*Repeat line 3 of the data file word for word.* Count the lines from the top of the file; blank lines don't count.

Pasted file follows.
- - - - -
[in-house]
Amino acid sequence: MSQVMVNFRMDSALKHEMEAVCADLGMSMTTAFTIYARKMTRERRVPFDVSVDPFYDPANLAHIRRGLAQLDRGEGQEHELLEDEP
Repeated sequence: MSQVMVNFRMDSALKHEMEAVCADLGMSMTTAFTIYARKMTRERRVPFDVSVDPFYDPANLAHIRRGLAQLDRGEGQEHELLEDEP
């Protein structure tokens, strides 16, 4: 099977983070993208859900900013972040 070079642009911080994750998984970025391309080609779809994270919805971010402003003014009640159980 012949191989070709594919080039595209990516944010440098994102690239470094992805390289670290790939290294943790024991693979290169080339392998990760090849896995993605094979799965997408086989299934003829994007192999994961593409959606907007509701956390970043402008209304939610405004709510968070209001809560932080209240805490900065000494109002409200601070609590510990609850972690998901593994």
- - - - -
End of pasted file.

Repeated sequence: MSQVMVNFRMDSALKHEMEAVCADLGMSMTTAFTIYARKMTRERRVPFDVSVDPFYDPANLAHIRRGLAQLDRGEGQEHELLEDEP